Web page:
Postcards from Tradocia

close focus

Throughout this deployment I’ve used a mental perspective one might call “close focus,” or “one day at a time”: in order to keep my head in the game, I’ve concentrated on the most proximate chunk of time possible, usually the current day. When I get up in the morning, all I think about is, “what do I have to do today?” (Of course, the answer these days is usually absolutely nothing.) There are two main advantages to this perspective: one, it seems to make time go faster (with your head down and no mileposts to stare toward, it’s harder to notice how slowly time passes); and two, by focusing more intensely on my immediate surroundings, it’s easier to forget the sensation of missing home.

This technique was particularly effective for me during basic training and AIT; I just took things one day at a time and it seemed to flow along pretty well. That was only four months, though – I’m in my sixteenth month of active duty and that’s a long time to be living one day at a time without looking up.

Early in the deployment, when I was single and busy with training, things were easy. I didn’t have a home, I didn’t have a girlfriend, I hated my civilian job, I was meeting new people, and I was about to embark on what would certainly be an adventure (albeit a potentially dangerous one). Nearly a year and a half later, though, I have a home, a wife, I hate my Army job, and all the “adventure” parts of the deployment have come and gone, leaving simple hot drudgery.

Mrs. Melobi hardly seems real to me now; I’ve known her for many years but only in the last year and a half have we been a proverbial “item.” Coincidentally, I’ve spent the last year and a half on active duty, so our relationship has developed across the miles without the usual superstructure of physical interaction.

(I can feel the ether vibrating with the collective eye-rolling of my readership, wondering at my folly in engaging in a long-distance relationship – from a combat zone, no less – but I assure you, the situation is quite under control. It’s not as if I met her through an online dating service (or in Everquest/WOW/FFXI/etc – barf) and threw open the doors to my vast fortune.)

She’s been extraordinarily considerate and understanding – almost unbelievably so, considering that she said to me that she didn’t want to become an Army wife and I made her one anyway. (Muahahaha!) But when I dream at night, I don’t dream of her – I dream of nothing but B Company, in every conceivable situation. At parties, in combat, just sitting around – it’s a red-letter night if at least one member of this damn unit isn’t visiting me in my sleep. As Agent Smith said in The Matrix:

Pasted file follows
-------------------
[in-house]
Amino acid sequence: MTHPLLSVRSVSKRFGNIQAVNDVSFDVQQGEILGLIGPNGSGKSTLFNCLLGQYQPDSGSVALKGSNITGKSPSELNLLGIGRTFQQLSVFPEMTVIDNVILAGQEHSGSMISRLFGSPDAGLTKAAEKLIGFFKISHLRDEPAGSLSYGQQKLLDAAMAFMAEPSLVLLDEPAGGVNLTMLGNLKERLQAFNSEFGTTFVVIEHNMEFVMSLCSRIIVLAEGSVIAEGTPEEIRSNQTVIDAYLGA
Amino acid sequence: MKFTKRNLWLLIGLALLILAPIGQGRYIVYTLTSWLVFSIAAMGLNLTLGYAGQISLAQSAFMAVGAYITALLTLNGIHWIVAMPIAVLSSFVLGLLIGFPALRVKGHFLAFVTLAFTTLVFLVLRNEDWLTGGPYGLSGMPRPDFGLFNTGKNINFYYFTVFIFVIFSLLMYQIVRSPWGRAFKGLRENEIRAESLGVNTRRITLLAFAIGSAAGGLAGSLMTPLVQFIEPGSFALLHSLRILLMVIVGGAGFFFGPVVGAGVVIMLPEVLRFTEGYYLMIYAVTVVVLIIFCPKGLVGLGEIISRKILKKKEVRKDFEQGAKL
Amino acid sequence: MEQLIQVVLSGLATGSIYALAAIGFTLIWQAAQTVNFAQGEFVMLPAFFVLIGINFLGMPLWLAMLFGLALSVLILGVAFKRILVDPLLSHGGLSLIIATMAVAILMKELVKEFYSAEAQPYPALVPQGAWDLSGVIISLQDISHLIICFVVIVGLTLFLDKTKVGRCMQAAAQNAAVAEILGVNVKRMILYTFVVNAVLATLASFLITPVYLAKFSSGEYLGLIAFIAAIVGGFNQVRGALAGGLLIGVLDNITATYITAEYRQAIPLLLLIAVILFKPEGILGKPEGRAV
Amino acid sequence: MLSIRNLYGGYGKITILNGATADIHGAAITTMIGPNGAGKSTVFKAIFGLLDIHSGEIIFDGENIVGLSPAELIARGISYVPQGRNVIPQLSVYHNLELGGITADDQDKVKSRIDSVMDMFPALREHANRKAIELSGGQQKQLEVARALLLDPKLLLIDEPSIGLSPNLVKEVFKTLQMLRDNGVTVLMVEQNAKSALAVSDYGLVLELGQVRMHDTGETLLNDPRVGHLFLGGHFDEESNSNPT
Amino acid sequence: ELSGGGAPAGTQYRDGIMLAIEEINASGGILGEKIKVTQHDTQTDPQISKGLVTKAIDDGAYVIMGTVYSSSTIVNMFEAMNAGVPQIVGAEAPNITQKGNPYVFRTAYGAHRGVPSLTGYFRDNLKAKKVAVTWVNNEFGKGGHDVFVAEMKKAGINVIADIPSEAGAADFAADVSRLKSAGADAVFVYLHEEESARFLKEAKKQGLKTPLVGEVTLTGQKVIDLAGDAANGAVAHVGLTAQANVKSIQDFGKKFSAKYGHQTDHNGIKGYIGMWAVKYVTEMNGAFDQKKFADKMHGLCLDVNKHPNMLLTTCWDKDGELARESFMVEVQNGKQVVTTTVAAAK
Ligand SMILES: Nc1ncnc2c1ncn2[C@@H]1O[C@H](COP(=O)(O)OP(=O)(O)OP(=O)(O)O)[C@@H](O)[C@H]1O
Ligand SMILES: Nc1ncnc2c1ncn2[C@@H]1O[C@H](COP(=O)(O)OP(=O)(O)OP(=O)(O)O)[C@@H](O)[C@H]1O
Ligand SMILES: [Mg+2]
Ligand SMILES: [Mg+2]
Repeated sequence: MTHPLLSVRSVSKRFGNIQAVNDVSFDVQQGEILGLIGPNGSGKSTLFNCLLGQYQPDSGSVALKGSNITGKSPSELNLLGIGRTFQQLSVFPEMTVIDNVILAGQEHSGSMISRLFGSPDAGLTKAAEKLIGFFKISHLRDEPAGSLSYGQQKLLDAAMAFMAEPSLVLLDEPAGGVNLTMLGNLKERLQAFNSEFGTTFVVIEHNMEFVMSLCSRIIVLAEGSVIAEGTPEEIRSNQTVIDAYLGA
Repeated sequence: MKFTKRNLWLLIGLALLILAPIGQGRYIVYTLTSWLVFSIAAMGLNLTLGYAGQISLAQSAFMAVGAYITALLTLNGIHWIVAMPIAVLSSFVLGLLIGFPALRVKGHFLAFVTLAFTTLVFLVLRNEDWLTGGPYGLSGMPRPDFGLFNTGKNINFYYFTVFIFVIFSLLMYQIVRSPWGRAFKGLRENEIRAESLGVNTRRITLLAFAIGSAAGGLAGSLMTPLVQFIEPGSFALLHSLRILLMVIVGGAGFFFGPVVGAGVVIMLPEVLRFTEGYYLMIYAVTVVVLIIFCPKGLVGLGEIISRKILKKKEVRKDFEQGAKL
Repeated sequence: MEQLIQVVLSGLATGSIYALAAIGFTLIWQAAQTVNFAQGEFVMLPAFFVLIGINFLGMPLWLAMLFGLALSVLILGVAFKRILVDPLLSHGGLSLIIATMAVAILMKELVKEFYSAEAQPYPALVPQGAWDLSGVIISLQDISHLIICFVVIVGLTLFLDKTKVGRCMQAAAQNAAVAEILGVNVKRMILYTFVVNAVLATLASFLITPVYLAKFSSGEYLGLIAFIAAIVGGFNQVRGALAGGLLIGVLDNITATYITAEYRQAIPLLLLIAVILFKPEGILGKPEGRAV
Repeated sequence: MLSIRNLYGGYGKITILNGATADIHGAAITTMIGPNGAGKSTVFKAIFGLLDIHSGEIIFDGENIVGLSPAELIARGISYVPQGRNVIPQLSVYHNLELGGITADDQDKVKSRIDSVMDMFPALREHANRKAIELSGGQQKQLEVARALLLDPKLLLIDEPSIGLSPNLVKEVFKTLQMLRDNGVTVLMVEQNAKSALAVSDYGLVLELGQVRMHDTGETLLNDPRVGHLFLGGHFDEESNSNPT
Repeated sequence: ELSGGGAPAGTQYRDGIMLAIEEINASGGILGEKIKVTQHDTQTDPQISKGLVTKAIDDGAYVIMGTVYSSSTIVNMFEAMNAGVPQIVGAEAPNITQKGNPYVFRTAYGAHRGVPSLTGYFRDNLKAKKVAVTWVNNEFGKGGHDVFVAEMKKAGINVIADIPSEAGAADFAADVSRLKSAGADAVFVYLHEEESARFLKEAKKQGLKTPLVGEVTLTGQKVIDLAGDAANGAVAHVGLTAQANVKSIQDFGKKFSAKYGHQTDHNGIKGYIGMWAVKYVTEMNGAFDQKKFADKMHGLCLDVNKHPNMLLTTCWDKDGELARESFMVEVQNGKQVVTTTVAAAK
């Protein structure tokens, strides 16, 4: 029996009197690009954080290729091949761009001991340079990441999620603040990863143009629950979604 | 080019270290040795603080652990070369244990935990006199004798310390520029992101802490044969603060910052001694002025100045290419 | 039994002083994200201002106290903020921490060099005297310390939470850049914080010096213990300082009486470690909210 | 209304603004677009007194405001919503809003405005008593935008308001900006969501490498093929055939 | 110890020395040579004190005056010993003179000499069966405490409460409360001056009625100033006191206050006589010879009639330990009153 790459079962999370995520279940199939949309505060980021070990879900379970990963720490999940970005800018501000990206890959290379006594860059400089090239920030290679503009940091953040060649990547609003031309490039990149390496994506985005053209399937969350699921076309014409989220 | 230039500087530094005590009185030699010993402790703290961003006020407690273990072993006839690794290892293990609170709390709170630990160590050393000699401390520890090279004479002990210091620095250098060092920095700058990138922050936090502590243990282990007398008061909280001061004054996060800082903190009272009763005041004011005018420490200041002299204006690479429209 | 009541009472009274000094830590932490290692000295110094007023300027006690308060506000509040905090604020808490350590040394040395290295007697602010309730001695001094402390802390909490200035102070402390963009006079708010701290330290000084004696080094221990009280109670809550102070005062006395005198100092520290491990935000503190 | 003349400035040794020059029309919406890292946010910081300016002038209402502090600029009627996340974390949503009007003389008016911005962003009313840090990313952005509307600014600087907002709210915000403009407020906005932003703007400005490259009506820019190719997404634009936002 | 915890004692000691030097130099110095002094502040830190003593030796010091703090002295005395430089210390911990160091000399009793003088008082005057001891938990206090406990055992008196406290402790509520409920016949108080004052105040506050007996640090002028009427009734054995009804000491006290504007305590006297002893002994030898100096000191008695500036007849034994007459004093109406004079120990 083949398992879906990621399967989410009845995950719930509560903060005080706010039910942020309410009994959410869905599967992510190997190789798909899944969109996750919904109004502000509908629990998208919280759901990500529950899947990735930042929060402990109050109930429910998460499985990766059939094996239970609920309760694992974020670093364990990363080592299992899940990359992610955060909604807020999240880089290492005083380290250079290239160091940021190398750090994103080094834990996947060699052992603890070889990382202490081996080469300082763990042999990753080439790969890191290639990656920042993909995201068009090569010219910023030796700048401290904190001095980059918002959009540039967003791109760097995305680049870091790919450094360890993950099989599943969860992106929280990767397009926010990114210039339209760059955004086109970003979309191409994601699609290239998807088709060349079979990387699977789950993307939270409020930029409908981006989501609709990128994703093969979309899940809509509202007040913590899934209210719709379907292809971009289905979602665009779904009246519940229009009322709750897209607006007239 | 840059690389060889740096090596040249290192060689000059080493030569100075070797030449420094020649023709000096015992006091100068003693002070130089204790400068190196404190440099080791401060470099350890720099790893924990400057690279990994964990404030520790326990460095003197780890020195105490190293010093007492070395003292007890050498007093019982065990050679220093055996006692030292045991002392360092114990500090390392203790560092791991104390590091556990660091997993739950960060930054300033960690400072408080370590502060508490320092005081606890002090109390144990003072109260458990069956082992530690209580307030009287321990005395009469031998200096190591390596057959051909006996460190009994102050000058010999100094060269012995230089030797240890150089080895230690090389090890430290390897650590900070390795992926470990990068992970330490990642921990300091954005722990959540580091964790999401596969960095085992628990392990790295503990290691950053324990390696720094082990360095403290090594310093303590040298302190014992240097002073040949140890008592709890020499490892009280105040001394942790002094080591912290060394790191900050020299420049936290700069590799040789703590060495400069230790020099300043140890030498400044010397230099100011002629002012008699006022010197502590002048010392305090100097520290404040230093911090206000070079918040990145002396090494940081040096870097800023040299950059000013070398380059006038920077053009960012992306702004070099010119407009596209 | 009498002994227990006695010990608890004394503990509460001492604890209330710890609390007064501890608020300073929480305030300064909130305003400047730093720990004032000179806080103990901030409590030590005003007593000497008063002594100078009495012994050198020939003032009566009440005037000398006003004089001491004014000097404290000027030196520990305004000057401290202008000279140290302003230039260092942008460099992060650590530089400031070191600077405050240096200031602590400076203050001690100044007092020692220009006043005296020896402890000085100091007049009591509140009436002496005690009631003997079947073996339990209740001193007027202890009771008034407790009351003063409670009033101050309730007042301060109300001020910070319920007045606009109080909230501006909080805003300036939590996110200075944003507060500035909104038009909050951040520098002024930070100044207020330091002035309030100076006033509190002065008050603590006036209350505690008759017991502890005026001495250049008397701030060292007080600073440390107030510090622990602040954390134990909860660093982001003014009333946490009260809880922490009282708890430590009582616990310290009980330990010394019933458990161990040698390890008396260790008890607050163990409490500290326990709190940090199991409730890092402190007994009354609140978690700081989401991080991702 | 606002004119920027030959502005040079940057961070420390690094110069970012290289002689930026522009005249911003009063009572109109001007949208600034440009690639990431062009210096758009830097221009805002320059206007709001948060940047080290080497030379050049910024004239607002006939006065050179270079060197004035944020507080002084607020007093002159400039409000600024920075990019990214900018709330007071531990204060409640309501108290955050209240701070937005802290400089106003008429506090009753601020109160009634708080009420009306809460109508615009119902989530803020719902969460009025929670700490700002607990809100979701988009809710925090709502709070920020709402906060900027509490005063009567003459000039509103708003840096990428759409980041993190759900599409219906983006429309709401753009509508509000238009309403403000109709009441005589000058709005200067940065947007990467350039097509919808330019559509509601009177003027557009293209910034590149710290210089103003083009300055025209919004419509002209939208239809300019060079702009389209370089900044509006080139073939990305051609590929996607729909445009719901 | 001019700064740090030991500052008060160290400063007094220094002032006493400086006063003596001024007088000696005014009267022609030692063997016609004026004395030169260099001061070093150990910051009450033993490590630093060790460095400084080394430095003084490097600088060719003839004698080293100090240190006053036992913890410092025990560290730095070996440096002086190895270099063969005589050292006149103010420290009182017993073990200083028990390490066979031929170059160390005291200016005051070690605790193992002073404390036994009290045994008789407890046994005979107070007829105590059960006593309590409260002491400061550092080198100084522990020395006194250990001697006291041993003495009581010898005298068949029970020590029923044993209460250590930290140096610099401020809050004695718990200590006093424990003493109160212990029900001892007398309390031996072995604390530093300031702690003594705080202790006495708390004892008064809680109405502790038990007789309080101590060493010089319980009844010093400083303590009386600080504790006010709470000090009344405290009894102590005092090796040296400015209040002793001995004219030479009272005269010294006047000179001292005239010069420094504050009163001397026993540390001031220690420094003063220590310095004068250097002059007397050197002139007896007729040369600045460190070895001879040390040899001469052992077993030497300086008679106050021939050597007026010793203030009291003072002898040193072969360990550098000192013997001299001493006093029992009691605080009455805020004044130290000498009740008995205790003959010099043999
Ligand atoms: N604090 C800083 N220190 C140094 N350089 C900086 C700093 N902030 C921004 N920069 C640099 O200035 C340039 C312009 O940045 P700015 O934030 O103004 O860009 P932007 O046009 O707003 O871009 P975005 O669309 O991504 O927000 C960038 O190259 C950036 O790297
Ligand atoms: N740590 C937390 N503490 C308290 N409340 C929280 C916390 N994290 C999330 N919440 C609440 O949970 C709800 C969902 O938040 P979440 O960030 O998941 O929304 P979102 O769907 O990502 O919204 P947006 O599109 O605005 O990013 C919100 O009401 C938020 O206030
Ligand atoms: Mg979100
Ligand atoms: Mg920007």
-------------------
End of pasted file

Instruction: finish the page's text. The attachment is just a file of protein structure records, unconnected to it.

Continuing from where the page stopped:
I’m going to be honest with you. I hate this place…this…zoo, this…prison, this…reality…whatever you want to call it. I can’t stand it any longer.

It’s great that I can chat with her every day from the comfort of my room, but we both often wonder if there’s really a person on the other end, or if it isn’t just some Turing machine, issuing programmed responses. How would either of us know?

Having my head down for so long, staring at my feet, watching one foot land in front of the other, one day at a time – one day I’m going to look up and Melobi will be there, and the World, and Iraq will be behind me. Or…so I assume, but there’s no way of knowing until I get there.

7 Comments

  1. Spike

    Or…so I assume, but there’s no way of knowing until I get there.

    Yers. I often wonder about the distance you guys are from your normal lives and how it affects you. Nothing can make that distance physically smaller but at least you’ve got instant communication on the net and the phone and don’t have to wait weeks for letters like in WWII.

    Not that that helps.

  2. oldandretired

    I don’t know if it will help but after going through the normal fall in love get married get divorced stuff. The second chance for me started the same way. She went off to school at Ft Gordon shortly after we met and we spent the next few months talking on the phone once or twice or more every day. We learned to communate, I didn’t need the looks to know what she was feeling I could tell from her voice. Thirteen wonderful years, eleven anniversaries, an awesome ten year old daughter, sixteen months, 6,432 miles later we are still closer because of that then I ever was with anyone. Some proverbs just need to be proven wrong. Because I know she reads this Mary, I still love you more then life and am looking forward to seeing the words THE END

  3. Rightwingsparkle

    awwww…man. That was so sweet I had to steal it.

  4. kelly

    Tearing up so early in the morning! Good seems to come from every wierd situation even when you cant see it at the time. I loved reading your entry Alex, I feel like I am a head buried in the sand kinda person. The big picture is at times too overwhelming to view. I’m just working on July to be over- on the August! Closer to you and gettin on with it!
    love- your sis sendin u love and big hugs.

  5. Bryce and Lola

    we, too are eagerly awaiting your return,,we think mrs. melobi is just super,,a great addition to our clan, luv, g and g

  6. MrPhil

    You sound a bit down. Hang in there, bud. If you’re interested, my suggestion for dealing with it: take more pictures. You’ll probably (hopefully) never be able to take pictures of that area again.
    Plus, I like your pictures. :-)

  7. Ghost Dog

    I had the unpleasant, but thankfully brief, experience of seeing your situation from the other end (sort of) when my wife was deployed to Bosnia while I stayed behind in Germany. Hang in there.

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